“[The circuits] can’t exist without a substrate,” said the study’s lead author Michael Strano in a news release. “We need to graft them to the particles to give them mechanical rigidity and to make them large enough to get entrained in the flow.”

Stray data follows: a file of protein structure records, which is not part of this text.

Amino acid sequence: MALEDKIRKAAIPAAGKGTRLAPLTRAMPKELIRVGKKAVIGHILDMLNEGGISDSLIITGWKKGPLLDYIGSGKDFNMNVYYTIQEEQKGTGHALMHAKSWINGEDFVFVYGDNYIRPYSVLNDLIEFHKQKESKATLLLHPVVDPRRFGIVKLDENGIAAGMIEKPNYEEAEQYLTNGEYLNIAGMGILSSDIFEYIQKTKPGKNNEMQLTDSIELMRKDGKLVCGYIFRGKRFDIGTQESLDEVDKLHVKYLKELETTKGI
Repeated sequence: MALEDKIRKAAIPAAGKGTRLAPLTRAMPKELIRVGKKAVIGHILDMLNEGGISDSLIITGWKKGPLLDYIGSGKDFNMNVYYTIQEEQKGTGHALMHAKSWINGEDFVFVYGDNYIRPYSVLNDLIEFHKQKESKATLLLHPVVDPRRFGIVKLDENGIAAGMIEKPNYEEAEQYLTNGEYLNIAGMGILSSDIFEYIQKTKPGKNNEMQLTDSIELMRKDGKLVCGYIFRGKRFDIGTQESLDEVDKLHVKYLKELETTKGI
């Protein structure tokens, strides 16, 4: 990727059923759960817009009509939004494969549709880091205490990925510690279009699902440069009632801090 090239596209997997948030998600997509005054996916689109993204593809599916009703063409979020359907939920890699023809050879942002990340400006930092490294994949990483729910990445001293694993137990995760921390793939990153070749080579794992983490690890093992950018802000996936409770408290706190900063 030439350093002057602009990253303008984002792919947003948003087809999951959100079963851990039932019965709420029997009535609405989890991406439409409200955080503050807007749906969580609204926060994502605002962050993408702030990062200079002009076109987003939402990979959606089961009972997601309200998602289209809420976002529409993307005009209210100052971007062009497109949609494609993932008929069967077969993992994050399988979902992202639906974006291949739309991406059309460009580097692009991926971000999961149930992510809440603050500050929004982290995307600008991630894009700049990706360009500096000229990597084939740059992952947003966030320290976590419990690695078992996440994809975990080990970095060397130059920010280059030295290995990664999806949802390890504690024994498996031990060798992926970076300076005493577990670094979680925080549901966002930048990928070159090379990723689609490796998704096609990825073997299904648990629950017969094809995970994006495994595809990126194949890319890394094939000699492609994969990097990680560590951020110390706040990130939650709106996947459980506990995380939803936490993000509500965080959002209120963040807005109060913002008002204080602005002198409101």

A previously unexplored property of two-dimensional electronic materials is their ability to graft electronic functionality onto colloidal particles to access local hydrodynamics in fluids to impart mobility and enter spaces inaccessible to larger electronic systems. Here, we demonstrate the design and fabrication of fully autonomous state machines built onto SU-8 particles powered by a two-dimensional material-based photodiode. The onboard circuit connects a chemiresistor circuit element and a memristor element, enabling the detection and storage of information after aerosolization, hydrodynamic propulsion to targets over 0.6 m away, and large-area surface sensing of triethylamine, ammonia and aerosolized soot in inaccessible locations. An incorporated retroreflector design allows for facile position location using laser-scanning optical detection. Such state machines may find widespread application as probes in confined environments, such as the human digestive tract, oil and gas conduits, chemical and biosynthetic reactors, and autonomous environmental sensors.